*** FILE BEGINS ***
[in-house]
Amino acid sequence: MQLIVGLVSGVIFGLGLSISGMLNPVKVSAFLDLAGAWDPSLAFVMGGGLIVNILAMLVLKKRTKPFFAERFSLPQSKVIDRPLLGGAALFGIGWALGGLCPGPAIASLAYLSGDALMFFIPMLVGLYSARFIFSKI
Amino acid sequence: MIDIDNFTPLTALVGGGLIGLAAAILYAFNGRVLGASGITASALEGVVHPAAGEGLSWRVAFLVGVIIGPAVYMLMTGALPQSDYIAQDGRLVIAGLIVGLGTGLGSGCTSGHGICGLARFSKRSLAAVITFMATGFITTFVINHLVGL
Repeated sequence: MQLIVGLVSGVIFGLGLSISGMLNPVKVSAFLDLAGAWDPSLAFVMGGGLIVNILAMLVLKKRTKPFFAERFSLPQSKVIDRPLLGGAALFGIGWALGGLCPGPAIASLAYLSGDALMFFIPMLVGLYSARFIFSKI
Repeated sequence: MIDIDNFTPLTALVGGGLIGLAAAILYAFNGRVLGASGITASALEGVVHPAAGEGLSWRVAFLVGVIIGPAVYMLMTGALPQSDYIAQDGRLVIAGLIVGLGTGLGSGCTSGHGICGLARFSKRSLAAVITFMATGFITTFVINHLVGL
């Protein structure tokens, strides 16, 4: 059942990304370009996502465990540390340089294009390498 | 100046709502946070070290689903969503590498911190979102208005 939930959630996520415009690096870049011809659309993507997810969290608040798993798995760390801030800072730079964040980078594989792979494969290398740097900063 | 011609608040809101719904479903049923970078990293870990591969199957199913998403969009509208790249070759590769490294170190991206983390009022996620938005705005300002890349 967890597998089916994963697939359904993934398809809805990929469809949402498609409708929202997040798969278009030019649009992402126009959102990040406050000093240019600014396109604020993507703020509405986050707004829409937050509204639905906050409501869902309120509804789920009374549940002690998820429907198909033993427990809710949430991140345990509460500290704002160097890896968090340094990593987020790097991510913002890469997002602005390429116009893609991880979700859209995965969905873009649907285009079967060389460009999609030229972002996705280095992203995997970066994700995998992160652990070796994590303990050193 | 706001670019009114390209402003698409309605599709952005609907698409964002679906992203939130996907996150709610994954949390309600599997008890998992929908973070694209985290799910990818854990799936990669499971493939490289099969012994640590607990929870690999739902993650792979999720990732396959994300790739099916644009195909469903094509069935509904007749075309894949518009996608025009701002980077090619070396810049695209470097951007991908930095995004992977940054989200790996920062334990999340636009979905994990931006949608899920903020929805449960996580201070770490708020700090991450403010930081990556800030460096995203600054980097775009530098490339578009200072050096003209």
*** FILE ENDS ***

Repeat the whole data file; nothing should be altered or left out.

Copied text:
[in-house]
Amino acid sequence: MQLIVGLVSGVIFGLGLSISGMLNPVKVSAFLDLAGAWDPSLAFVMGGGLIVNILAMLVLKKRTKPFFAERFSLPQSKVIDRPLLGGAALFGIGWALGGLCPGPAIASLAYLSGDALMFFIPMLVGLYSARFIFSKI
Amino acid sequence: MIDIDNFTPLTALVGGGLIGLAAAILYAFNGRVLGASGITASALEGVVHPAAGEGLSWRVAFLVGVIIGPAVYMLMTGALPQSDYIAQDGRLVIAGLIVGLGTGLGSGCTSGHGICGLARFSKRSLAAVITFMATGFITTFVINHLVGL
Repeated sequence: MQLIVGLVSGVIFGLGLSISGMLNPVKVSAFLDLAGAWDPSLAFVMGGGLIVNILAMLVLKKRTKPFFAERFSLPQSKVIDRPLLGGAALFGIGWALGGLCPGPAIASLAYLSGDALMFFIPMLVGLYSARFIFSKI
Repeated sequence: MIDIDNFTPLTALVGGGLIGLAAAILYAFNGRVLGASGITASALEGVVHPAAGEGLSWRVAFLVGVIIGPAVYMLMTGALPQSDYIAQDGRLVIAGLIVGLGTGLGSGCTSGHGICGLARFSKRSLAAVITFMATGFITTFVINHLVGL
């Protein structure tokens, strides 16, 4: 059942990304370009996502465990540390340089294009390498 | 100046709502946070070290689903969503590498911190979102208005 939930959630996520415009690096870049011809659309993507997810969290608040798993798995760390801030800072730079964040980078594989792979494969290398740097900063 | 011609608040809101719904479903049923970078990293870990591969199957199913998403969009509208790249070759590769490294170190991206983390009022996620938005705005300002890349 967890597998089916994963697939359904993934398809809805990929469809949402498609409708929202997040798969278009030019649009992402126009959102990040406050000093240019600014396109604020993507703020509405986050707004829409937050509204639905906050409501869902309120509804789920009374549940002690998820429907198909033993427990809710949430991140345990509460500290704002160097890896968090340094990593987020790097991510913002890469997002602005390429116009893609991880979700859209995965969905873009649907285009079967060389460009999609030229972002996705280095992203995997970066994700995998992160652990070796994590303990050193 | 706001670019009114390209402003698409309605599709952005609907698409964002679906992203939130996907996150709610994954949390309600599997008890998992929908973070694209985290799910990818854990799936990669499971493939490289099969012994640590607990929870690999739902993650792979999720990732396959994300790739099916644009195909469903094509069935509904007749075309894949518009996608025009701002980077090619070396810049695209470097951007991908930095995004992977940054989200790996920062334990999340636009979905994990931006949608899920903020929805449960996580201070770490708020700090991450403010930081990556800030460096995203600054980097775009530098490339578009200072050096003209």